Given this challenging landscape, what should philanthropy consider and prioritize this year?

Protect rights. Dedicated rapid-response funding, general support, and other flexible grants are crucial to effectively address fast-moving policy developments. Immigrant-serving groups also need increased funding for know-your-rights education, family emergency planning, legal services, organizing and advocacy.

Address widespread fear and anxiety. The hostile policy environment—and the real possibility of forcible family separation—have fueled fear and anxiety in communities across the country. Funding for culturally competent mental health services is critically needed by those directly impacted and by the nonprofits working with them. Schools must shore up supports and ensure a safe and inclusive learning environment for all students. Local governments must put in place policies and practices to foster inclusion.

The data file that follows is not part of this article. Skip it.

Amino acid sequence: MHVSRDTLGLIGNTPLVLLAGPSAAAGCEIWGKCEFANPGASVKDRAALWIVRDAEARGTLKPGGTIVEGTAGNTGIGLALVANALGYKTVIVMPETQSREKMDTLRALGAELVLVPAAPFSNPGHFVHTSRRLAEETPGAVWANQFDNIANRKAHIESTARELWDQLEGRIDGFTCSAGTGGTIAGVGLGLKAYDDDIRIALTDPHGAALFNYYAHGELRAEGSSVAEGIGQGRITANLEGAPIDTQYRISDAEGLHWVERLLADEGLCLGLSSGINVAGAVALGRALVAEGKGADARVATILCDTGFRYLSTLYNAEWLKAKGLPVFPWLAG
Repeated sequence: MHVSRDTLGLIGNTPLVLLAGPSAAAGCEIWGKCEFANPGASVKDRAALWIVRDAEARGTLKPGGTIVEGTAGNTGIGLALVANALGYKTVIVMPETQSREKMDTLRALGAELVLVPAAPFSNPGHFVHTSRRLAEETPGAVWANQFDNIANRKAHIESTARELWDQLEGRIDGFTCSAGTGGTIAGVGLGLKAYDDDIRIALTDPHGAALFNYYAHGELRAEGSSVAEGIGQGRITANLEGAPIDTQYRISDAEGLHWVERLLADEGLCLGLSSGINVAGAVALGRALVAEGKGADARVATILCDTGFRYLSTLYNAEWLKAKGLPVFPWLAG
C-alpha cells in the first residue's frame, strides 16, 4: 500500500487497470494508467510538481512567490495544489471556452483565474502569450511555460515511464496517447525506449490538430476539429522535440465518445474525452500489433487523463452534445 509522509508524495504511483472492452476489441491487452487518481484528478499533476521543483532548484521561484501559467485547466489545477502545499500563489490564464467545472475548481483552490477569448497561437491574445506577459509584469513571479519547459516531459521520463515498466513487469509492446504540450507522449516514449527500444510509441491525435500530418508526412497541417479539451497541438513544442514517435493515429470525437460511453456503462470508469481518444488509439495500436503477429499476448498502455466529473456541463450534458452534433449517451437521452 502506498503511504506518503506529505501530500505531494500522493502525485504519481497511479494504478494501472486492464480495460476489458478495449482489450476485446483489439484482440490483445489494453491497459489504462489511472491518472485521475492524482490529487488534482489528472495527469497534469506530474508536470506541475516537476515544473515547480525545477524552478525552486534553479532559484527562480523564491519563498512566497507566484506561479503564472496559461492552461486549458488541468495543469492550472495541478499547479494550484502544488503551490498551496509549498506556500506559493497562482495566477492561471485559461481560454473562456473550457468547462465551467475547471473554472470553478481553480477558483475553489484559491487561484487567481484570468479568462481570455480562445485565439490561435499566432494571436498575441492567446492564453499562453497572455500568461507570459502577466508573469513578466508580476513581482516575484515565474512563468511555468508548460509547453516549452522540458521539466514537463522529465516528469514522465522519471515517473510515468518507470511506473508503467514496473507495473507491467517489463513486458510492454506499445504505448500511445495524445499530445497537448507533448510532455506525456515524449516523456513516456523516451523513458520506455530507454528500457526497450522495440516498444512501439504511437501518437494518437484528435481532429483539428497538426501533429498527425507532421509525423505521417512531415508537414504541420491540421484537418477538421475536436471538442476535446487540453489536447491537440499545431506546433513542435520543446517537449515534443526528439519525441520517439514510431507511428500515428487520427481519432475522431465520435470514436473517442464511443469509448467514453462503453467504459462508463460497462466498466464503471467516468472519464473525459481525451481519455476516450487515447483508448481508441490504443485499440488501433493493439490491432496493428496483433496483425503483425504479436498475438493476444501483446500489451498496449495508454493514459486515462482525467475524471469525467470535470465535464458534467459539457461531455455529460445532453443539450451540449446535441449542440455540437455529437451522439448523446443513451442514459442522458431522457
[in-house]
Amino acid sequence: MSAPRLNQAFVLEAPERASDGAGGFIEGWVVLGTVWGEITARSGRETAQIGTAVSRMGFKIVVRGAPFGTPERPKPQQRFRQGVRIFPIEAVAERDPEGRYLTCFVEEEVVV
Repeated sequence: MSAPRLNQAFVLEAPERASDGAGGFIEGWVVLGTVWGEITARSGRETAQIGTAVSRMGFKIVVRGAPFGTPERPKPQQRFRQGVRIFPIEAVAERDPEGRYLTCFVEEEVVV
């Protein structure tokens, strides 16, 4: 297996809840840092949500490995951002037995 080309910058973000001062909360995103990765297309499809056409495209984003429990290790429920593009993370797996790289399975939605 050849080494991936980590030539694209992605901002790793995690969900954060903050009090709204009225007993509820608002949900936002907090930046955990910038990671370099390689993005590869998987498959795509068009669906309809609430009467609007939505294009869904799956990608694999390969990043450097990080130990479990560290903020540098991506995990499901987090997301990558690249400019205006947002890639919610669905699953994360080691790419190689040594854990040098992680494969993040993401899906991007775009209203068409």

Empower and engage. Invest in helping the nearly 9 million naturalization-eligible immigrants become U.S. citizens and engage fully in American civic life. Support integrated voter engagement to ensure that impacted individuals can shape and influence the policies that directly affect their lives. Organize immigrants as part of a broader movement for justice and equity—and lay the groundwork to make sure they and all marginalized communities are counted in the 2020 Census. Engage native-born Americans, both those who are allies and those who see immigrants as a threat.

Promote a narrative of inclusion. How we frame immigration and the role of immigrants and refugees in our society can either build strong, cohesive communities or deepen fissures between various groups. Fund messaging that focuses on what brings people together and uplifts the contributions of newcomers without marginalizing native-born groups. Articulate a generous and expansive vision that welcomes all—from communities of color and working-class whites to undocumented workers and high-skilled immigrants from every corner of the globe—regardless of race, class, religion, national origin, gender identity and sexual orientation.